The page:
Wole Soyinka recalls the moment he came face to face with what he saw as a symbol of colonial oppression on campus.
As a visiting fellow at Churchill College, Cambridge in the mid-1970s, the renowned Nigerian dramatist and poet would pass a bust of Winston Churchill on the college staircase each day.
“Each time I came down the stairs and saw that bust, I had an overwhelming urge to push it down and see it crash,” said Professor Soyinka, who in 1986 became the first black African to win the Nobel Prize for Literature.
“Churchill was representative of British imperialism – he was quite insistent that what Britain had in Africa it should hold,” added Professor Soyinka in an interview with Times Higher Education.
Speaking at Soas, University of London, where he had been interviewed by its director Baroness Amos for the college’s Centenary Lecture series, Professor Soyinka explained how those encounters with Churchill’s bust inspired what many view as his greatest play, Death and the King’s Horseman. The 1975 drama was based on a real incident in 1946 in which a colonial district officer intervened to prevent a local man committing ritual suicide.
“I eventually sublimated those feelings into Death and the King’s Horseman,” said Professor Soyinka, who has held professorships at Nigeria’s University of Ibadan and University of Ife (now known as Obafemi Awolowo University), as well as visiting academic posts at the universities of Harvard, Yale and Oxford.
In contrast, over the past 18 months, students repelled by what they see as similar symbols of racism and imperialism have not sought to sublimate or repress such feelings. Since the Rhodes Must Fall movement began at the University of Cape Town in March 2015 in protest against the continued presence on campus of a statue of colonial ruler Cecil Rhodes, students across the world have mobilised to call for the removal of other politically charged statues, plaques and honours.
Professor Soyinka described the movement as “understandable” and said that authorities should think hard about whether to retain controversial symbols, such as the small statue of Rhodes above the entrance to Oriel College, Oxford.
“If decolonisation is to be fundamentally embraced by Britain and if it is to show some level of contrition [for its imperialist history], they should not have these kind of symbols,” he said.
However, Professor Soyinka said that he recognised the extreme difficulty faced by Oriel, as Rhodes has been woven into the fabric of the university for decades.
“His name is synonymous with Rhodes scholarships, so it is far more complex than many people see,” he said, adding that Oriel is a “British college and they can have the symbols they choose”.
“The history of Britain is not mine, and they are entitled to preserve symbols that are negative to me,” he said.
Indeed, Professor Soyinka is far more critical of his own native Nigeria for its failure to confront unpleasant aspects of its own history – not least the memorials to the notorious former president Sani Abacha, who is alleged to have stolen about £5 billion from his country, as well as having forced Professor Soyinka into exile in the 1990s after he was accused of treason.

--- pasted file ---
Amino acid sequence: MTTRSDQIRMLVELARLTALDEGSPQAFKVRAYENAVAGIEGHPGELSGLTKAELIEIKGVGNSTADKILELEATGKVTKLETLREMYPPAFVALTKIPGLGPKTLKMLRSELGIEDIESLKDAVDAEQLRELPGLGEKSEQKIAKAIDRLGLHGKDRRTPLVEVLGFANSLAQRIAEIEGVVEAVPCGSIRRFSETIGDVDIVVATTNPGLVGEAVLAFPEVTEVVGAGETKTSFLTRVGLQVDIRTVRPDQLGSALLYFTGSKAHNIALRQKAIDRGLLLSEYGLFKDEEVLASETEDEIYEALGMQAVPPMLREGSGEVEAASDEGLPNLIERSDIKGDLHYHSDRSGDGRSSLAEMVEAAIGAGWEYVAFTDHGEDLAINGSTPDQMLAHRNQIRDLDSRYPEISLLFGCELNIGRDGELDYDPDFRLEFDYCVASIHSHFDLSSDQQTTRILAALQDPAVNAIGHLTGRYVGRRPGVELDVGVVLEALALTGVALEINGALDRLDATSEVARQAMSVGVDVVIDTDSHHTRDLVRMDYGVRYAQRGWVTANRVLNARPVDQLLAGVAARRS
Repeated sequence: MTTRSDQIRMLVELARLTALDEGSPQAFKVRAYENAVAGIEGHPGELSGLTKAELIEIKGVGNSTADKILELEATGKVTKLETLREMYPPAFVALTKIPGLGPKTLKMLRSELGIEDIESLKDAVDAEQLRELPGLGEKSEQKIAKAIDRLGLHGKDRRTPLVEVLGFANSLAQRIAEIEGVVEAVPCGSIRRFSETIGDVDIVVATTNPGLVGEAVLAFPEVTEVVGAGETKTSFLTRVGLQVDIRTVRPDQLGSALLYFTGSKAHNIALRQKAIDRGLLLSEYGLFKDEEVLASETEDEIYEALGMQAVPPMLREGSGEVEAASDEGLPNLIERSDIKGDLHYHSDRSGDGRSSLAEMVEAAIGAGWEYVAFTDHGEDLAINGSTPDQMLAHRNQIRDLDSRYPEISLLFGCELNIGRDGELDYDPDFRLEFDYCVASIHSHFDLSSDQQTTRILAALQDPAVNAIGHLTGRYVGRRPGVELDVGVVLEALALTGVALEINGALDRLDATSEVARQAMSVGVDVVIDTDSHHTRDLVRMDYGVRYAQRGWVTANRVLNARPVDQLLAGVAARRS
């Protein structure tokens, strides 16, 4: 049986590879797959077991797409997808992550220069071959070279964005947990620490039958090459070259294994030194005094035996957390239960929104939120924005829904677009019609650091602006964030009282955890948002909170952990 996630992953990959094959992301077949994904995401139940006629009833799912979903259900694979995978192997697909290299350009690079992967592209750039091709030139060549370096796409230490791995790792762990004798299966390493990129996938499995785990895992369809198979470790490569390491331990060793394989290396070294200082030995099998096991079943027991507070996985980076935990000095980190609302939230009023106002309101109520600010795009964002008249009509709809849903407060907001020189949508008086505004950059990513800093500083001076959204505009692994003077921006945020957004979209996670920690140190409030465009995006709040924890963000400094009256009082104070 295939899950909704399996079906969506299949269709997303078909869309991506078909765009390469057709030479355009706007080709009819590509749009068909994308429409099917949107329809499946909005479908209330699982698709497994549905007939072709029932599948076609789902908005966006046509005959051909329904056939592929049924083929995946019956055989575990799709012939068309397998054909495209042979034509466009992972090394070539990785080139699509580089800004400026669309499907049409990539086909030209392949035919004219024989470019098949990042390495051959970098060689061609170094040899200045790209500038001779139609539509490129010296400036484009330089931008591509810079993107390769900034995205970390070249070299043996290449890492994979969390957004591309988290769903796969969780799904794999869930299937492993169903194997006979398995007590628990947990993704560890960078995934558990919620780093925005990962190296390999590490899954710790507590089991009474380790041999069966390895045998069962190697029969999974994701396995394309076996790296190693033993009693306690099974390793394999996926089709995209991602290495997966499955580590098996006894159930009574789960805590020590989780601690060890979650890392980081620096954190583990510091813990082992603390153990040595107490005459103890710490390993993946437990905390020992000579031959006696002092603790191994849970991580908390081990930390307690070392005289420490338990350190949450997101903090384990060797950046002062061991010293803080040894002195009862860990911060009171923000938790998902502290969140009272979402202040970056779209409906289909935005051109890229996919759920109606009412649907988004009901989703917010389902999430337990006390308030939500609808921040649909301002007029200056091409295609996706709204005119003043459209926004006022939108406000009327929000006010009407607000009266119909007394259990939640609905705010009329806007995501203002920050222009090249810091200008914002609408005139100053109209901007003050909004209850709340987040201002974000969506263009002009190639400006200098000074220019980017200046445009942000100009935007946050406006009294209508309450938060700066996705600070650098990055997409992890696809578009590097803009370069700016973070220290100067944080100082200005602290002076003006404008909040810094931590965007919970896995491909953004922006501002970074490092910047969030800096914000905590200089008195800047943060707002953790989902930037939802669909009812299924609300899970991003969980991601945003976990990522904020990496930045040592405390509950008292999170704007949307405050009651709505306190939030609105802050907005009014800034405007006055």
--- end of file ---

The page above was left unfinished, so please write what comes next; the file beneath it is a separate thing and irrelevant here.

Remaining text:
“I was talking to [current Nigerian] President [Muhammadu] Bahari and asked him, ‘Why is a major street in Nigeria still named after the greatest thief, torturer and reprobate our country has ever seen?’” said Professor Soyinka.
“He seemed surprised and said it had never occurred to him, so I replied, ‘You are campaigning against corruption, yet you are teaching young people that a major street can be named after you if you are corrupt,’” he added.
Still hailed as a powerful force in Nigerian politics and cultural life, Professor Soyinka – who spent 28 months behind bars as a political prisoner in the 1960s, including 22 months in solitary confinement – also spoke of his debt to Britain, from his childhood obsession with the novels of Charles Dickens to his time as a student at the University of Leeds in the 1950s under the supervision of the great Shakespearean scholar G. Wilson Knight and his early political activism at the University of London.
“Each time I come to Soas or one of the watering holes around Goodge Street where the West African Students’ Union met, I think, ‘This is where we conspired, talked and urged each other to go back and change Africa’,” he said.
“We felt we were born to transform the African continent – we had a focus, something to bond us together in a progressive and radical way,” he added.
With some 18,000 Nigerians now studying in the UK – a total almost on par with India’s UK-based student cohort – will they have the same transformative experience as trailblazers such as Professor Soyinka, whose first plays were performed at the Royal Court Theatre in the late 1950s?
“I don’t know if today’s students [from Nigeria] have the same political focus as we did, but I would still recommend going out [to study abroad],” Professor Soyinka said.
“In some ways, it helps you to reconnect with your origins and gives you an extra stimulus to succeed – it galvanises you.”